The Thin Line Between Justice and Peace
Jul 14, 2013

The Zimmerman verdict, and the ever-waning patience of Blacks in America

Late on Saturday night, the world learned of the verdict in the trial of George Zimmerman for the murder (or manslaughter) of Trayvon Martin. The words: NOT GUILTY. Their sound echoed in the disbelief-filled cries of people across the country who had maintained hope, against the backdrop of shoddy legal work and subjective burden of proof, that some form of balance would be reached on behalf of a family and nation in mourning. This, even after those of us who sometimes confuse cynicism for realism, had many doubts of a verdict that would somehow restore Black America's shaky faith. That 6 women would find the killing of a teenager out just after dark for a snack could be legally wrong, especially when the morality and righteousness of Zimmerman's actions were always deeply troubling. That they might see Trayvon's face in those of their own children, family, community. That the killing of a defenseless boy by an armed man deserves punishment, regardless of the ethnicity of either party.

The image I've chosen for this week's blog is associated with a famous rap group, but its symbolism makes a far more profound statement about the reality of justice in our nation. As long as we allow ourselves to quietly accept the perception that Blackness--literally, on its face--equals danger and warrants more scrutiny, policing, prosecution and incarceration because of the inherent "damage" within us, the roll call of names of the souls who've perished at the hands of those wielding "justice" will continue to grow exponentially. Trayvon Martin, Sean Bell, Oscar Grant, James Byrd, Yusef Hawkins, and on and on.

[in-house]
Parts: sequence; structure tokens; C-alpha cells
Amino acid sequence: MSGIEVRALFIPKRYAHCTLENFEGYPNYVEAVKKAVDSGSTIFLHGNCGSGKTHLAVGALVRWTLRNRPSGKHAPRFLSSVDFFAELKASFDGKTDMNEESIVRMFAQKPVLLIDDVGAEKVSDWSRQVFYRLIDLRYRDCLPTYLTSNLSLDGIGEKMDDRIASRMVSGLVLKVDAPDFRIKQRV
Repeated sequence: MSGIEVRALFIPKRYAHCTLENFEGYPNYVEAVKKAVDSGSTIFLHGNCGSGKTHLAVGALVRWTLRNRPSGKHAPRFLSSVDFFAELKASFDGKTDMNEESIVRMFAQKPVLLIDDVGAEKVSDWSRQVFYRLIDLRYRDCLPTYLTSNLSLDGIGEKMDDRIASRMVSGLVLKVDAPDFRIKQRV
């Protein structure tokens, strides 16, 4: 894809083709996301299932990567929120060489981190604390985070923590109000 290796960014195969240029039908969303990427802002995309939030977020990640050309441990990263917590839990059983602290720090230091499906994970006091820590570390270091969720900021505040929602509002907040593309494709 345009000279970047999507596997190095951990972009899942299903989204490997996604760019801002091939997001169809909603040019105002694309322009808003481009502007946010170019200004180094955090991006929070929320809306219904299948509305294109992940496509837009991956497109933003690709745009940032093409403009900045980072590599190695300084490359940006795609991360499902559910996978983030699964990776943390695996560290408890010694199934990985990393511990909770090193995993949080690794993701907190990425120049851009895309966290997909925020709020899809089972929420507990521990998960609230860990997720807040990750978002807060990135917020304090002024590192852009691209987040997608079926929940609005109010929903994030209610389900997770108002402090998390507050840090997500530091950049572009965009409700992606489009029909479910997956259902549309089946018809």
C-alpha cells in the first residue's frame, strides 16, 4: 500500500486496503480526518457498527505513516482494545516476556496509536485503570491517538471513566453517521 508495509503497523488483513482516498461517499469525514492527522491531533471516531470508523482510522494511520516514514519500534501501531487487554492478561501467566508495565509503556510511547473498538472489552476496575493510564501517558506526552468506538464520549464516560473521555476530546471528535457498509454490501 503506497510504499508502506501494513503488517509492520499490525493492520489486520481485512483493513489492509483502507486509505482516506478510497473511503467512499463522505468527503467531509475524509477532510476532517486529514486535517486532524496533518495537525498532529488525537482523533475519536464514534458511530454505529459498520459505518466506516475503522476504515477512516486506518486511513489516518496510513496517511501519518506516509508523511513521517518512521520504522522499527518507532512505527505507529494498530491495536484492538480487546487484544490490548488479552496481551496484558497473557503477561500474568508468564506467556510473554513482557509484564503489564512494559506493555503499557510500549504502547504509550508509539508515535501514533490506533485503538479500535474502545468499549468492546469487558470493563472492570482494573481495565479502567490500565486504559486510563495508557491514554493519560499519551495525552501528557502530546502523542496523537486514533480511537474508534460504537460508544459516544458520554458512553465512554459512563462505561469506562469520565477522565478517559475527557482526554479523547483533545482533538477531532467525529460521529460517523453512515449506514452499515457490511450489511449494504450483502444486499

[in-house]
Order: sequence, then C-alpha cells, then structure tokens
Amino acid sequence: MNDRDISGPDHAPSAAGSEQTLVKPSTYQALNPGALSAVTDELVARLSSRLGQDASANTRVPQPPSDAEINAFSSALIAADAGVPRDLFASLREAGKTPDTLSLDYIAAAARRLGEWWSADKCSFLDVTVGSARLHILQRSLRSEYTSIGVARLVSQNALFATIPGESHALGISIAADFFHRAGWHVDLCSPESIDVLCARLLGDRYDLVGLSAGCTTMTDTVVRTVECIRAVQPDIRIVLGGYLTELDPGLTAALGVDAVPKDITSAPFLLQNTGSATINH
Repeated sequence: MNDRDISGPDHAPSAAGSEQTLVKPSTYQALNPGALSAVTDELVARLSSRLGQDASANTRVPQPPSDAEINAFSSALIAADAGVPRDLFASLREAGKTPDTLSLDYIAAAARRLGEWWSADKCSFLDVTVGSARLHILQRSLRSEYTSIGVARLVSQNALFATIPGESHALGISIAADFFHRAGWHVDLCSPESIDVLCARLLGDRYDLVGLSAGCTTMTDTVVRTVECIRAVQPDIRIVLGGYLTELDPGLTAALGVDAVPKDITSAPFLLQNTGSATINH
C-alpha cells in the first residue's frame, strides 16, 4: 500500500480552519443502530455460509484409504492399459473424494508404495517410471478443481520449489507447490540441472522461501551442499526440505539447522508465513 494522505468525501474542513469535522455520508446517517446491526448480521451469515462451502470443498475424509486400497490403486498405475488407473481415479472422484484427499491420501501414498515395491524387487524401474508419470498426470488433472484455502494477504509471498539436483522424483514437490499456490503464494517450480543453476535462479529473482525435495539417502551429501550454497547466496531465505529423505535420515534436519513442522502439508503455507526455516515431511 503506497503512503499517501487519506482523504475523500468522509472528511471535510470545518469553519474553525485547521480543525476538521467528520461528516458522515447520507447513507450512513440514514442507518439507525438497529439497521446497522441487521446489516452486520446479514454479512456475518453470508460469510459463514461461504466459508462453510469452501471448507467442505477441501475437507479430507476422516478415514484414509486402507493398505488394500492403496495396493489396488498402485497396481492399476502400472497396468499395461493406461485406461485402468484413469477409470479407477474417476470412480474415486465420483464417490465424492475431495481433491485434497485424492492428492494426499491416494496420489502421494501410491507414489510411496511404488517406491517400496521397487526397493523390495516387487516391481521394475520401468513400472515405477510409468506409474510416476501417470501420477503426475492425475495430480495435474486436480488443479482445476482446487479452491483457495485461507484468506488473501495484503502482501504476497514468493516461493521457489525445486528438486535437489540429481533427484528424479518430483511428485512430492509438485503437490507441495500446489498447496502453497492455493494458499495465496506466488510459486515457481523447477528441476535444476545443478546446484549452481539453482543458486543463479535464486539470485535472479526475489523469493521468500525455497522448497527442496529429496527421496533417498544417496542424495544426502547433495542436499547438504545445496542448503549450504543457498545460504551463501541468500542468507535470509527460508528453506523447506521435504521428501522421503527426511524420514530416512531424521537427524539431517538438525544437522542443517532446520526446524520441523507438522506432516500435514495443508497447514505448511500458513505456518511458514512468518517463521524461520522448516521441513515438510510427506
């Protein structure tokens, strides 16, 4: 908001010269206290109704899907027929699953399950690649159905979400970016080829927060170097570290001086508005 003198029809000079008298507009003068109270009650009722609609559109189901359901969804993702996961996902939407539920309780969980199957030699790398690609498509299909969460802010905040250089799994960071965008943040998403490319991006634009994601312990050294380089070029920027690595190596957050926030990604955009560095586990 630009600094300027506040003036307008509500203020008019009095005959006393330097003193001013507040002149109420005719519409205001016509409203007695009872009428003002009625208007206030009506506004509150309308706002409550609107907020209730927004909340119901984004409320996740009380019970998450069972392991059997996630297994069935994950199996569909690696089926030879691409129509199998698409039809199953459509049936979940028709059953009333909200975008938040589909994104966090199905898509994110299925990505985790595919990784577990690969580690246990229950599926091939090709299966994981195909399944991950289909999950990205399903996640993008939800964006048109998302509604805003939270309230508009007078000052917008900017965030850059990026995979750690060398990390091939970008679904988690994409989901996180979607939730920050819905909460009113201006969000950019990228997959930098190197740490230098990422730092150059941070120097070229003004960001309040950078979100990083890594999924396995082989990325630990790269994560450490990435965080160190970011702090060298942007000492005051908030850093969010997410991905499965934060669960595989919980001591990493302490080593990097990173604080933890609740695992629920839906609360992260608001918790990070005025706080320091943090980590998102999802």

This cannot be our destiny. The time for rebellion is drawing near, but it cannot be before an infrastructure is put in place to support the inevitable repercussions. Ask the people of Haiti what it is like to have waged war against oppression, only to fall victim to extreme poverty, corruption and global ostracism as a result. Picking back up the sword and shield that were naively surrendered after the Civil Rights Movement will be met with backlash. The problem is that today, there is no one truly in fear of real revolution from Black America. Today, in our homes and from our organizations, there is only loud talk or stunned silence.

If our rallying cry is "No Justice, No Peace," then we must be prepared to embody the threat in those words. And while I do not advocate the taking up of arms and sacrificing even more blood in the streets because of centuries (or even millennia) of injustice, I do believe that we are ever closer to the moment when Black people must shout out "Enough" and mean it. Justice, then peace. In that order.

Here is last week's playlist: